It’s make or break time for Kerry Co-op farmers.
Last week, Kerry Co-op updated shareholders and their accountants on the interactions between Kerry Co-op and the Revenue.
There was hope that a test case could be run by agreement with Revenue, the aim being to definitively establish the tax position of share transactions, with an effective hold on open aspect query letters.
However, Revenue’s primary function is to collect taxation due in a timely manner; Revenue are not charged with setting the tax rules, that is a function of the Minister for Finance and the houses of the Oireachtas, through a variety of tax acts.
Revenue must interpret and apply the rules.
In relation to the Kerry shares, Revenue has interpreted the tax rules such that receipt of co-op shares as a consequence of the trading relationship between Kerry Co-op and their milk suppliers warrants an income tax charge.
Where a tax payer disagrees with Revenue’s interpretation of the law, they can appeal to the Tax Appeals Commission, normally within 30 days of an assessment by Revenue against the tax payer.
Revenue have effectively given those farmers who received “aspect query” letters until this Friday to make a voluntary disclosure to Revenue.
It is expected that in the absence of a voluntary disclosure, farmers will get revised notices of assessment for years in question (2011 to 2013, for most).
The message from the Kerry Co-op meeting last week, was that farmers should make an appeal to any such revised assessments within the relevant timeframe.
Farmers should ensure they are fully aware of the implications of settling with Revenue, or going for appeal.
For a start, appealing to the Tax Appeals Commission is not a mechanism for expressing hardship or for arguing about the morality of the tax system. Appeals are a technical examination of the facts, and application of relevant legislation to same.
One key fact not widely known is that to take an appeal in the first instance, a tax payer must have paid the tax and the interest due arising from an assessment.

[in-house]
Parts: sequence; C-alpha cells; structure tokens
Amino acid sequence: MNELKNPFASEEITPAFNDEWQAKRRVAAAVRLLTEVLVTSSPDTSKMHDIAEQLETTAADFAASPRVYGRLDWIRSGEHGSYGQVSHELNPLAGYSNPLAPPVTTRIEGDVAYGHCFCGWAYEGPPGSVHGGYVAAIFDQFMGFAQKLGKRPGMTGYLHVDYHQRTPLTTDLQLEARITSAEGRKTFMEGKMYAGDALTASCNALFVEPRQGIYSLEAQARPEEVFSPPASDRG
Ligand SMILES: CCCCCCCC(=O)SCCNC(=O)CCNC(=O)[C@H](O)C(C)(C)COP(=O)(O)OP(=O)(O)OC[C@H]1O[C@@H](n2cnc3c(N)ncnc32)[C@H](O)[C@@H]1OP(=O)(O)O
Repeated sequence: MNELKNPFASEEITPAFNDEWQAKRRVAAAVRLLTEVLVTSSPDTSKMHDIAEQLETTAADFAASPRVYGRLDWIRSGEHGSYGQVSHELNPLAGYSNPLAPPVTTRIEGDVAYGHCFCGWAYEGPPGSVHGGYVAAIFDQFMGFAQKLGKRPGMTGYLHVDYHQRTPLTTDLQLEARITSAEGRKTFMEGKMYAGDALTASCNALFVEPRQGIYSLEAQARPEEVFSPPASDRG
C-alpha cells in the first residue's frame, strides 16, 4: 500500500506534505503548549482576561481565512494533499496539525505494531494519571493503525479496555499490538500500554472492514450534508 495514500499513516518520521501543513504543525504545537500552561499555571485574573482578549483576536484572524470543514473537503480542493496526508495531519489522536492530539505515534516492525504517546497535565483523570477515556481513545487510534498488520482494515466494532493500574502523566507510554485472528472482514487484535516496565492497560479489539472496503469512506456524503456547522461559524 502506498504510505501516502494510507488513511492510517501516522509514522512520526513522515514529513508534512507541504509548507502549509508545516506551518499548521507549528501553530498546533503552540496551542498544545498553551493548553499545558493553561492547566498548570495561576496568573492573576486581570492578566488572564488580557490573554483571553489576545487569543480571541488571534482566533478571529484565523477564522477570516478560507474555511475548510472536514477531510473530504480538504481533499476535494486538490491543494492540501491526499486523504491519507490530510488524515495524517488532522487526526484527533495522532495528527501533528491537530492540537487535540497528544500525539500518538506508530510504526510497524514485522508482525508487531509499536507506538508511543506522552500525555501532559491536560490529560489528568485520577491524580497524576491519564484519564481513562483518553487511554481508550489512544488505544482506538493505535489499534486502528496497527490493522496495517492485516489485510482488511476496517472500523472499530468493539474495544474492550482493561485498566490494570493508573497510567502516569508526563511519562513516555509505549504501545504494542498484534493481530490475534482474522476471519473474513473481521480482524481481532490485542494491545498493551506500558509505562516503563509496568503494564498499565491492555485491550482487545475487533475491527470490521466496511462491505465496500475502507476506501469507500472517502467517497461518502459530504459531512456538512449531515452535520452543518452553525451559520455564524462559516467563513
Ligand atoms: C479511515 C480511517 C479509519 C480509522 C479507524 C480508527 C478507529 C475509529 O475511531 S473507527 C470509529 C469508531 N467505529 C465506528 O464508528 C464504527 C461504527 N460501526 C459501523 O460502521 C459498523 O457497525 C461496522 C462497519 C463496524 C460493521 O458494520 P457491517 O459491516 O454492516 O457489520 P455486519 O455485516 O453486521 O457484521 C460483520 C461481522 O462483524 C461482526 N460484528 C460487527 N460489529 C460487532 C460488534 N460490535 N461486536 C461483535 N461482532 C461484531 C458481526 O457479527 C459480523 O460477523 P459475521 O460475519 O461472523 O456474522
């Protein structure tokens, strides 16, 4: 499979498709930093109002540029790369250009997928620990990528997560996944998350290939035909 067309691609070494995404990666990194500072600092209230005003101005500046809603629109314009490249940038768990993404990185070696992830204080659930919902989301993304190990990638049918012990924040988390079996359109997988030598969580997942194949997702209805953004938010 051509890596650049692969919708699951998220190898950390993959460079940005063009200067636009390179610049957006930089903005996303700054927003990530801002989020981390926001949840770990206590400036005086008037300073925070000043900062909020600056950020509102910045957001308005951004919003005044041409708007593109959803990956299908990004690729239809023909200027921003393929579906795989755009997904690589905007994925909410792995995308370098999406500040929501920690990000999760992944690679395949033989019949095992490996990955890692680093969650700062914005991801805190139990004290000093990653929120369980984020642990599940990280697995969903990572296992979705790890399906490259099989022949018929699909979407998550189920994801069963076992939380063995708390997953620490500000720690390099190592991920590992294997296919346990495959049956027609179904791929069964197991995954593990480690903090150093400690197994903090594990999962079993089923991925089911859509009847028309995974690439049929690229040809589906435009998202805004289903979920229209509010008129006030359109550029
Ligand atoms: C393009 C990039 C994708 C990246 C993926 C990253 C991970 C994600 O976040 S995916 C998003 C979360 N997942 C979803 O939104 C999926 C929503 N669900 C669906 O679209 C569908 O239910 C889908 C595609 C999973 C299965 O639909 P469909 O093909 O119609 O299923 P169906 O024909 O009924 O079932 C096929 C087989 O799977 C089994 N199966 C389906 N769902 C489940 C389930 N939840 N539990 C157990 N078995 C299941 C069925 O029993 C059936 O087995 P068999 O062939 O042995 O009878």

This seems rather unfair, but presumably this rule exists to prevent bogus appellants simply trying to stall on paying liabilities due.
In relation to the 21-day time period afforded by the Revenue letters, the opportunity for an unprompted disclosure includes a reduced penalty regime. And engaging with Revenue can enable a tax payer to enter an instalment arrangement, with the agreement of Revenue.
So farmers who got the Revenue’s letter face choices. They can accept Revenue’s position, pay their liability by tomorrow, or enter an instalment arrangement by tomorrow, to avail of the reduced penalty regime.
An alternative position is to wait for Revenue’s revised assessments to issue, pay the liabilities demanded in full, and appeal the assessments to the Tax Appeals Commission.
A successful appeal, where Revenue’s interpretation is overruled, could of course quash the assessment, but this could in turn be appealed to the High Court if Revenue disagrees with the Tax Appeals Commission’s determination.
Ignoring Revenue’s correspondence entirely, both the aspect query letter and any subsequent revised assessments, will most likely result in enforcement proceedings, including demand letters, forwarding of the liability for Sheriff collection, or attachment orders on third parties ( where Revenue can demand proceeds of sales are forwarded to them from a tax payer’s trading partners).
Furthermore, ignoring assessments will preclude an appeal, where tax and interest due have not been paid, and the appeal is outside the relevant time frame.
In a statement, the Irish Taxation Institute noted Revenue has confirmed that no taxpayer who engages with them and settles their patronage shares case, pending the determination of any appeal, will be disadvantaged, if the taxpayer is successful at appeal.
So it may be possible for those affected to protect their positions by making a voluntary disclosure but without prejudice to the outcome of an appeal taken by the taxpayer.
As always, get professional taxation advice relevant to your own circumstances.
Chartered tax adviser Kieran Coughlan, Belgooly, Co Cork.
© Irish Examiner Ltd. All rights reserved